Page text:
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Governor Signs Six Crime Bills
Bills combat gang and school violence, identity theft,
DUI, and protect victims' rights


July 13, 2005

Alaska Governor Frank H. Murkowski signed into law six bills intended to address problems associated with juvenile crime, violence in our schools, identity theft, victims' rights and drunk driving.

Since taking office, the Murkowski administration has hired 34 additional state troopers, toughened the state's bootlegging and DUI laws, closed legal loopholes that have allowed criminals to avoid prosecution and made other enhancements intended to keep Alaska communities safe.

"Our shared commitment to a safe and secure Alaska is evident in the bills that the Legislature approved this session," Murkowski said. "These bills will make our justice system more responsive to those affected by crime, make criminals more accountable for their actions and ensure that the voices of the victims are heard."

House Bill 88, sponsored by the governor, would make consequences more serious for people who assault school officials and raise the stakes for drug dealers and some juveniles who commit drive-by shootings or use firearms in the commission of drug crimes.

Under HB 88, a juvenile between the ages of 16 and 17 who is charged with first degree misconduct with a weapon during the commission of a crime involving drugs or a drive by shooting will automatically be waived to adult court.

HB 88 helps protect children from illegal drugs by allowing more severe criminal penalties to be imposed on people convicted of possessing or distributing illegal drugs at schools or youth centers regardless of whether they are public or private. The legislation also increases penalties for dealers selling drugs within 500 feet of a shelter or home for troubled or homeless teens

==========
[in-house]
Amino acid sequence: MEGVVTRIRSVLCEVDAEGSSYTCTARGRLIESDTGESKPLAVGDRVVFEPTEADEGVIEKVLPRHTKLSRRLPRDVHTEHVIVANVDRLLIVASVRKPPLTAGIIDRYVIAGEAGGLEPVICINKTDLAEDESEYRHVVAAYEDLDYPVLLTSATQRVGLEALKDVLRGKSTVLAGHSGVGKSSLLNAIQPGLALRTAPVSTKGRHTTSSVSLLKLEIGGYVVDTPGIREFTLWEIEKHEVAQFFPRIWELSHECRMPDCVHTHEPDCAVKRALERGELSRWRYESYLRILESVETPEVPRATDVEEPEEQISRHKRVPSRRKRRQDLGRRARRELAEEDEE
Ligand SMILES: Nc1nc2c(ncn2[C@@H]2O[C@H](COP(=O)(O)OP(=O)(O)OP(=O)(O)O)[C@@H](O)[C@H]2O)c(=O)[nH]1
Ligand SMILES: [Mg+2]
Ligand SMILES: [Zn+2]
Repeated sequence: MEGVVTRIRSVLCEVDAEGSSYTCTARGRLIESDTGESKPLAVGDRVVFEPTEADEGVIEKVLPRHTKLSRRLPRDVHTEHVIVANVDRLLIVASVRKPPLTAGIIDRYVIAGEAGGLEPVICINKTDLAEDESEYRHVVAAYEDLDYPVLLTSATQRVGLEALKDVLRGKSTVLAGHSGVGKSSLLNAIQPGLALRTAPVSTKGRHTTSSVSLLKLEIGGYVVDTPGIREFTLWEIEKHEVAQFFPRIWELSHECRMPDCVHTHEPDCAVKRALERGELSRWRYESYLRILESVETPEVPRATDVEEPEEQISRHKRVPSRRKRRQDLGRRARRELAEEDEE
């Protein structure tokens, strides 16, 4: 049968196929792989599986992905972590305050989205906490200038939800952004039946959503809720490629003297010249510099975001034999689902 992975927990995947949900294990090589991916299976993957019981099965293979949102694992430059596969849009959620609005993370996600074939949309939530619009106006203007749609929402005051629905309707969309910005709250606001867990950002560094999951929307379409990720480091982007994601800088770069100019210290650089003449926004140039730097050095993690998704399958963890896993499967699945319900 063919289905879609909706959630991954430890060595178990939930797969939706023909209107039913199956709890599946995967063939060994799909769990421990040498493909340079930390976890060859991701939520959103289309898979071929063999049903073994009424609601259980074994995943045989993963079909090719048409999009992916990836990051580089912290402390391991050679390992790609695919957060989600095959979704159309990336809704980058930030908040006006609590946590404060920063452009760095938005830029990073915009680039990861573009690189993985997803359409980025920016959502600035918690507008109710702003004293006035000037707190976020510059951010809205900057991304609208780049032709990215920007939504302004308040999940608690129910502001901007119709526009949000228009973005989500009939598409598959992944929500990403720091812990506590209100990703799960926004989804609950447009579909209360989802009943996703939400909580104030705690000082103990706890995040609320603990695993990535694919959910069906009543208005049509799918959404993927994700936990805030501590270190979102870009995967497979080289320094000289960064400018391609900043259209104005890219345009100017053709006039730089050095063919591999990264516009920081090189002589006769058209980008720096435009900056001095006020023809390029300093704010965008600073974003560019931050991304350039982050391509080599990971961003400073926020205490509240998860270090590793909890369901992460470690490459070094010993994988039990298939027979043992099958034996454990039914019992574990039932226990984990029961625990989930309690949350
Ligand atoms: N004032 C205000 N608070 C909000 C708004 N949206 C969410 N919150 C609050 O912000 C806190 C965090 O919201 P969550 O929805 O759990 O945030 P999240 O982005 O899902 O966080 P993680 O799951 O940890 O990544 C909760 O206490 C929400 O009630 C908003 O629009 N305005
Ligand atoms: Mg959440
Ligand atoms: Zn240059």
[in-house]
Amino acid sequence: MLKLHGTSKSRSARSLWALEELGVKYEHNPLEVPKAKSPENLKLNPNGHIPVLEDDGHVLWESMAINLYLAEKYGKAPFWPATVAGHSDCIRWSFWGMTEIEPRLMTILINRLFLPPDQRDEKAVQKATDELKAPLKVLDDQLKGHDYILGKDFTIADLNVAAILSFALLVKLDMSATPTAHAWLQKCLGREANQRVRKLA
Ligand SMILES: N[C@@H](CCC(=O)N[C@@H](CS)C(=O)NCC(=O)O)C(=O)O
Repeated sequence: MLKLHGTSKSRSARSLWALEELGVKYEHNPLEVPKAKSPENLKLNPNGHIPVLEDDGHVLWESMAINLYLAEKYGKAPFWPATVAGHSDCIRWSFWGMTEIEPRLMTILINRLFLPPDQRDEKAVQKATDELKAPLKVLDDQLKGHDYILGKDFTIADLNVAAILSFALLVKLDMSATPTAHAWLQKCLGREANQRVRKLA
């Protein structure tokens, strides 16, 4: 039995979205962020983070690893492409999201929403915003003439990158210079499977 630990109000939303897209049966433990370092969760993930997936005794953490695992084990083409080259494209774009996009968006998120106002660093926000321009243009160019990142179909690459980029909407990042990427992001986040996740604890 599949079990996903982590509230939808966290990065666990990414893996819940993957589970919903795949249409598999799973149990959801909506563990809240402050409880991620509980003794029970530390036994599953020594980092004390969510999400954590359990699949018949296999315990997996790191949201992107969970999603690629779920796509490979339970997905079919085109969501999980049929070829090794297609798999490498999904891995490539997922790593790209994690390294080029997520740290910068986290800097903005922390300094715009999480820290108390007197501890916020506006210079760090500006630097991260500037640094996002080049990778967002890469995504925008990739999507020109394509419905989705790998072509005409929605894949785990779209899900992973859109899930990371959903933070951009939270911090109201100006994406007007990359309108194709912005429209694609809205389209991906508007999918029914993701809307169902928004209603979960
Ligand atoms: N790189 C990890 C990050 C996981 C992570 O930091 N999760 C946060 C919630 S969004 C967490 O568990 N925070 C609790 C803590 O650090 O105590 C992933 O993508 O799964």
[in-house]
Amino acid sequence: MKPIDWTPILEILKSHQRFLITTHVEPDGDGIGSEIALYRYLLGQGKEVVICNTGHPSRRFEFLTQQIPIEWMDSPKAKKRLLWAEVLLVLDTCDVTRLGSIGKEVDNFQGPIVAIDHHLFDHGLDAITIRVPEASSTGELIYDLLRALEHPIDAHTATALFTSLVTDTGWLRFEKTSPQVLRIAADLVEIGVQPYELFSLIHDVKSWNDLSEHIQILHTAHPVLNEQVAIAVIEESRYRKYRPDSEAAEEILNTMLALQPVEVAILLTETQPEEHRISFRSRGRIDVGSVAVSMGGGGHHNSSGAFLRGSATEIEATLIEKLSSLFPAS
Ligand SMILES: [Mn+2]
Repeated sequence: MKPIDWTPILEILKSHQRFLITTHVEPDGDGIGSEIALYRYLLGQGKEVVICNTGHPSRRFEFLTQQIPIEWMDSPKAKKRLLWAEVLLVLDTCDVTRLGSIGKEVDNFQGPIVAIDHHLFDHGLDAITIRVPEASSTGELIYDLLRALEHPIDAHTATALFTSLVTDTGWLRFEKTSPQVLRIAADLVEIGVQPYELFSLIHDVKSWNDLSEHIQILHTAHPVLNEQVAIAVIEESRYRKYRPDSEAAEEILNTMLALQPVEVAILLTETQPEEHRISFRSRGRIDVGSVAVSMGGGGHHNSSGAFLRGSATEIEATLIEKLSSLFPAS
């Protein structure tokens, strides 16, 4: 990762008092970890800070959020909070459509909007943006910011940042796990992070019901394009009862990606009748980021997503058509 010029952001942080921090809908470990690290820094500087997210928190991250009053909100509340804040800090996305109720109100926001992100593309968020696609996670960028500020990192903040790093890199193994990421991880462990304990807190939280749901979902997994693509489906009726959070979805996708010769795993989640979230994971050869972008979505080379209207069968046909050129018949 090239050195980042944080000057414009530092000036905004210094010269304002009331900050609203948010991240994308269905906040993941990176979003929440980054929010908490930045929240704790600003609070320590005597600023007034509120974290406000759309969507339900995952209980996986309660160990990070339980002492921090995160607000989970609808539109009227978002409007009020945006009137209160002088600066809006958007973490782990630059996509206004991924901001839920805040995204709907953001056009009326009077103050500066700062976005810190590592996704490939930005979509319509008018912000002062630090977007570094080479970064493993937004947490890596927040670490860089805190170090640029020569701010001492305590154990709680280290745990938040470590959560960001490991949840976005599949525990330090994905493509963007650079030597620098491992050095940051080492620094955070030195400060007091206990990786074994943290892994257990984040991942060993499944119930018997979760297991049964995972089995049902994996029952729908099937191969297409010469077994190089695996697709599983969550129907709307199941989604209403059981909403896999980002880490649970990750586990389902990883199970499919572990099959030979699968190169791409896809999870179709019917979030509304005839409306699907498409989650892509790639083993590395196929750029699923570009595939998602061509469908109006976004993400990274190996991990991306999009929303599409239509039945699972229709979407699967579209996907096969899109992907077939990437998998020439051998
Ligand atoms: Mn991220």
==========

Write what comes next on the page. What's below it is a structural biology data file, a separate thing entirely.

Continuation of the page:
"In addition, committing a violent act on school grounds or at a school-sponsored event becomes an aggravating factor in sentencing."

Senate Bill 154, sponsored by Sen. Gene Therriault, closes a loophole in state statute that can allow juveniles to theoretically avoid prosecution if either their role in the crime was not discovered until they became 18 or older or if charges were not filed before the offender turned 18. This loophole was illustrated by a recent case in Kenai where the Superior Court dismissed a delinquency petition against a 19-year-old accused of committing a sexual assault when he was 17. The bill also reduces state expenses by allowing some juvenile proceedings to be held telephonically.

House Bill 131, sponsored by Rep. Bill Stoltze, increases the penalties for certain types of identity theft involving credit cards, ATM cards and I.D. cards. The bill, which is supported by the AARP, raises the penalty from a class A misdemeanor to a class C felony. In addition, it now becomes a class C felony to steal more than $50 by such means instead of the previous threshold of at least $500. Class C felonies can be punishable by sentences up to 2-5 years in prison.

House Bill 54, sponsored by Reps. Ralph Samuels and Bill Stoltze, improves the courts' treatment of victims in certain criminal proceedings by requiring 48-hour notice to district attorneys before subsequent bail hearings and allowing them to be introduced to a jury at trial or jury selection. The bill also gives victims the right to file a petition for review in an appellate court if a convicted defendant receives a sentence below the sentencing range.

Senate Bill 135, sponsored by Sen. Fred Dyson, gives prosecutors more power in bringing felony child endangerment charges against a caregiver and makes it easier to prosecute some parental kidnapping cases.

House Bill 136, sponsored by Rep. Norman Rokeberg, would require judges to impose a mandatory fine for DUI offenses. But it provides judges the ability to suspend up to 75 percent of the mandatory fine for DUI offenders who complete a rigorous 18-month therapeutic treatment program.

Source of News:

Office of the Governor


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